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UTeach Celebrates First Year Kick-Off Program

This year UTeach is celebrating the first year kick-off of its program, after having completed its first semester trial here at the University of Massachusetts Boston. They have gained recognition from student and faculty this past semester and have gained twice the amount of participation since the program has started.
UTeach is a practice-oriented teacher preparation program that focuses on inquiry and project-based instruction for those planning to teach in the STEM field.  UMass Boston became one of the five universities selected to receive $1.45 million in December 2014 as a five-year grant to join the national network of UTeach.  However, it was not until last school semester that the program kicked off at UMass Boston.
The UTeach program was created at the University of Texas at Austin in 1997 to attract science and math majors into secondary teaching. The program addresses the shortage of qualified secondary STEM teachers entering the teaching field.
The program offers a stream-lined field curriculum that is firmly oriented with the STEM field for students participating in the program. Their instructional program is not only designed to help students teach others in the field of math and science, but also to help them develop a deep conceptual understanding and mastery of their subject and build connections between educational theory and practices.
The curriculum sequence has four basic section.  There is the “recruitment” course which showcases and encourages students what the program entails.  After that, there is a fundamental education sequence, a specially designed content course, and a final course in the Apprentice Teaching practicum. By completing this curriculum, students are awarded with a teaching licensure in the state of Massachusetts.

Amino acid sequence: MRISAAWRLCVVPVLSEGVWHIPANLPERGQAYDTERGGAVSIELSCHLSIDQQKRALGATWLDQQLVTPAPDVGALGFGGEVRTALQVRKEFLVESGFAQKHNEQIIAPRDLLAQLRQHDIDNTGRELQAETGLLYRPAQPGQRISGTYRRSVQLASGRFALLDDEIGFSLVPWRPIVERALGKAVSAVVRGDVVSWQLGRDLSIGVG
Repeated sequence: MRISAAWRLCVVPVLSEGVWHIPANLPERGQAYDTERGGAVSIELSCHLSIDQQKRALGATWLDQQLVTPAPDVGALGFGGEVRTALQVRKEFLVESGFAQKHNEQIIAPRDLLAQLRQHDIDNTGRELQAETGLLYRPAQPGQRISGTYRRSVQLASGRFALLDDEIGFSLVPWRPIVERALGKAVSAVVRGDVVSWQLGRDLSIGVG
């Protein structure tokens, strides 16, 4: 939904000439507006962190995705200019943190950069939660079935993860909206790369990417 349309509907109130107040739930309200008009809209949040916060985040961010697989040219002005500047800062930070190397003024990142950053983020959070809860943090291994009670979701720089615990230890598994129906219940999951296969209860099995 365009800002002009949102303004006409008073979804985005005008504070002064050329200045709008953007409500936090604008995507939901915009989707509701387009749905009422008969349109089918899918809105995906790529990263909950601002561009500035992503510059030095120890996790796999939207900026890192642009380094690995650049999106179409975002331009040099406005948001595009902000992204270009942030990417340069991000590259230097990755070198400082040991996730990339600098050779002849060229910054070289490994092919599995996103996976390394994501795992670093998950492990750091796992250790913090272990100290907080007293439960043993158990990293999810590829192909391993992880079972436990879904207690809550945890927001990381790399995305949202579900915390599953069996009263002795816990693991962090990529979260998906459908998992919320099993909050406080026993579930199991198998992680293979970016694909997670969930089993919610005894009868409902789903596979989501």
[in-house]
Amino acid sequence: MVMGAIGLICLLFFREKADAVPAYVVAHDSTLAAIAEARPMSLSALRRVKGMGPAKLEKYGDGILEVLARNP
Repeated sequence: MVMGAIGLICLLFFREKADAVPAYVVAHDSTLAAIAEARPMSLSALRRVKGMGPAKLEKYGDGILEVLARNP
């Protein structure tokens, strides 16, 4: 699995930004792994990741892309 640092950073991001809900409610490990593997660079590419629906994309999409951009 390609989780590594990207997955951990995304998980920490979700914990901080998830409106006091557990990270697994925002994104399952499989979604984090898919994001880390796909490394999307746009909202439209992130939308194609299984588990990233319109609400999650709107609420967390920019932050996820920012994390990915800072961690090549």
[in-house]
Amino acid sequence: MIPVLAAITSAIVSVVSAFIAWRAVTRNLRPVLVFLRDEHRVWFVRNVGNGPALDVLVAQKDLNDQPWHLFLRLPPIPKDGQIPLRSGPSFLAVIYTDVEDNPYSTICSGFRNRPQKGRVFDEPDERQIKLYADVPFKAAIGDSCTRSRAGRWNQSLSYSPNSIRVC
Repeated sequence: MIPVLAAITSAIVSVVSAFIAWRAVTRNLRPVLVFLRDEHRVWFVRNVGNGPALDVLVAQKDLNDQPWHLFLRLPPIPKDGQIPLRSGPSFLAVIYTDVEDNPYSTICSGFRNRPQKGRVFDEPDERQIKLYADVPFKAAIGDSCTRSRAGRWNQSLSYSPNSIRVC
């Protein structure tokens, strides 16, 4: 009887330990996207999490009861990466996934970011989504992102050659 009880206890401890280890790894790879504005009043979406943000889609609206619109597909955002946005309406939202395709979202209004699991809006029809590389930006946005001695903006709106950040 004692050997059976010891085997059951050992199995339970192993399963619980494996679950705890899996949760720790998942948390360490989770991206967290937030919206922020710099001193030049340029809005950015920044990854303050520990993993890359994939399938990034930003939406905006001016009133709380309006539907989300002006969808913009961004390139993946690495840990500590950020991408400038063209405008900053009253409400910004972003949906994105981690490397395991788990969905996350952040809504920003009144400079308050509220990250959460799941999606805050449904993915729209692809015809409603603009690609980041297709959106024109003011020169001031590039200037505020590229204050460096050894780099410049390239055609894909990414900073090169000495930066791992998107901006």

Josh Abalos, a current UTeach Step 2 student, stated: “UTeach is a way to become a teacher in STEM as fast as possible. The teachers are knowledgeable and personable, and the class culture is great.”
Currently, UTeach is expanding its program thanks to the efforts of the Director of the Center of Science and Math in Context Arthur Eisenkraft, and the dean of UMass Boston’s College of Science and Math Andrew Grosovzky, who are the co-principal investigators on the grant. Their motivation behind bringing UTeach to UMass Boston is to increase the amount of certified STEM teachers across the state of Massachusetts. Director of the Office of Science, Technology, Engineering, and Mathematics in the Department of of Elementary and Secondary Education, Marilyn Decker, has stated that in the past couple of years Massachusetts had around 30 new certified physics and chemistry teachers.
This year UTeach is celebrating its first year kick-off of the program.